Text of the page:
Frederick Prehn, fighting an attempt by Dem AG Josh Kaul to force him off the Natural Resources Board, canceled this month’s meeting after the agency informed him it saw no issues that needed to be addressed and wouldn’t provide staff if he proceeded with one.

Prehn, the Republican-appointed board chair whose six-year term expired in May, slammed what he said was a political move “contrary to state statutes, which say that the Department is under the direction and supervision of the NRB.” He said the board’s September meetings typically have a “robust agenda in the heart of the hunting seasons.”

Last September the NRB discussed three informational items on wolf management, deer management and deer hunting.

“The NRB operates as partners with the Department, and without their participation we cannot do the work of the people of Wisconsin,” Prehn added.

NRB Liaison Laurie Ross told since January 2000 the board has not canceled any meetings, but it has rescheduled meetings for weather, building and COVID-19 related issues.

Prehn sought to tie the agency decision to the fight over whether he can continue serving on the board. In a statement, Prehn said he didn’t believe the department had ever before made such a decision and that nothing “like this happened the last time NRB members held over, pending Senate confirmation of their successors.”

Kaul last month filed a lawsuit in Dane County Circuit Court in an attempt to force Prehn off the board. He requested a decision before the Sept. 21 meeting the board had planned.

See the DNR recommendation to Prehn here.

In a hearing on the Kaul suit, Dane County Judge Valerie Bailey-Rihn denied motions Thursday by the GOP-led Legislature and Hunter Nation to intervene.

Bailey-Rihn said the interests of both the Legislature and Hunter Nation would be adequately represented by Prehn’s counsel while the court interprets the statute that could determine whether he can be removed from the board or if Gov. Tony Evers has the power to replace him.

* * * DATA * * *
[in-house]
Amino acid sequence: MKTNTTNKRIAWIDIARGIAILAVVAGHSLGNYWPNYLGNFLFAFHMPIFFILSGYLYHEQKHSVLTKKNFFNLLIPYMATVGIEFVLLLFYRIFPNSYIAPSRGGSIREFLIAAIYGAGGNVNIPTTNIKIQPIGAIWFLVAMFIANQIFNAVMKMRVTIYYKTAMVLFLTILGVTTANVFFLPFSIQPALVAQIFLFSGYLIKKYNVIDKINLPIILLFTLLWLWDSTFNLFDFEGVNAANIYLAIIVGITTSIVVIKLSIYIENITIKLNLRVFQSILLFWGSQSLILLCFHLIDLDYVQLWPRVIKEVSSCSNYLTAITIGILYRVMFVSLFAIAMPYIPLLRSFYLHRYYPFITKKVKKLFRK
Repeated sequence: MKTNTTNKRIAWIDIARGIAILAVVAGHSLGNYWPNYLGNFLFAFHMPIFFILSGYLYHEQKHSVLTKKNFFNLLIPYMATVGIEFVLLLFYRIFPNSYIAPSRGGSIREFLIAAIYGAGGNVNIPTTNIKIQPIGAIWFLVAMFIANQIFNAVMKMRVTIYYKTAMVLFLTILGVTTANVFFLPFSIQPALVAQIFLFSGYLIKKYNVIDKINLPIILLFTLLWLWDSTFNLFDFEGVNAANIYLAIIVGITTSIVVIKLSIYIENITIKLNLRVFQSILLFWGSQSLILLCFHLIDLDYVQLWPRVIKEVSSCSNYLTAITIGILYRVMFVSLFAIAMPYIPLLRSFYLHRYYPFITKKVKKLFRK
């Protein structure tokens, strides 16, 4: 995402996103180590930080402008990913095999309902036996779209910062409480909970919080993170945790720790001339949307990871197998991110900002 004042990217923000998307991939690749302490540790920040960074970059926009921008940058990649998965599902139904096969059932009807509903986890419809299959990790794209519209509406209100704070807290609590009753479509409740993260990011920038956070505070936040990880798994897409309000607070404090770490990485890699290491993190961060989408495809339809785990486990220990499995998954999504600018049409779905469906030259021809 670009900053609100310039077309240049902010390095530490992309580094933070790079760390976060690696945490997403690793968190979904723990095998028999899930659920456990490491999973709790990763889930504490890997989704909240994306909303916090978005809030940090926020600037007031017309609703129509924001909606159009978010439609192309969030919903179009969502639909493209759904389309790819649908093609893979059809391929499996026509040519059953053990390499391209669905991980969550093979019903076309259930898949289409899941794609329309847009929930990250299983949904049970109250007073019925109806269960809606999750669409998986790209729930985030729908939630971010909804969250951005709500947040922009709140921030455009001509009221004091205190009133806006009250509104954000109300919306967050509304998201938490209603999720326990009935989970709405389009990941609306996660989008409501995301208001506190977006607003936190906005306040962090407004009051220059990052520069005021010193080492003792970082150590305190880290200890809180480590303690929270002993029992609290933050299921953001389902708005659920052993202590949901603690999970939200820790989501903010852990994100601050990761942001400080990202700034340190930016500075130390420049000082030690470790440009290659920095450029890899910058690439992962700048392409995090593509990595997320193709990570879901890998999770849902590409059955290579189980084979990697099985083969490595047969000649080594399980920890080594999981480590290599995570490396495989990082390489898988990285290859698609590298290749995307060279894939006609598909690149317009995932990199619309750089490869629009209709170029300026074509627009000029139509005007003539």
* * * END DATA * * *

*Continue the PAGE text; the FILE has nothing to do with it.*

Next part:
Hunter Nation’s representation from WILL argued that the organization should be able to intervene due to the board’s impact on the hunting community, but Bailey-Rihn said the DOJ’s lawsuit pertains only to statutory interpretation, not the board’s potential future decisions.

“This is a limited case with a limited issue,” Bailey-Rihn said, noting that other outdoor activity groups likely have opinions on the board’s decisions. “I can’t believe that all these groups have the right to intervene as a matter of law in this very limited case.”

She also said that the state is not challenging the Senate’s role in confirming board appointees and the Legislature does not have an institutional interest in interpreting the statute.

“I don’t think the Legislature needs to intervene in a random normal statutory interpretation,” Bailey-Rihn said. “If I’m wrong, you can take it up with the Supreme Court, [where] I’m sure this is heading anyway.”

Bailey-Rihn will issue a decision at a hearing on Sept. 20. She will ask questions to both sides, but will not hear evidence.

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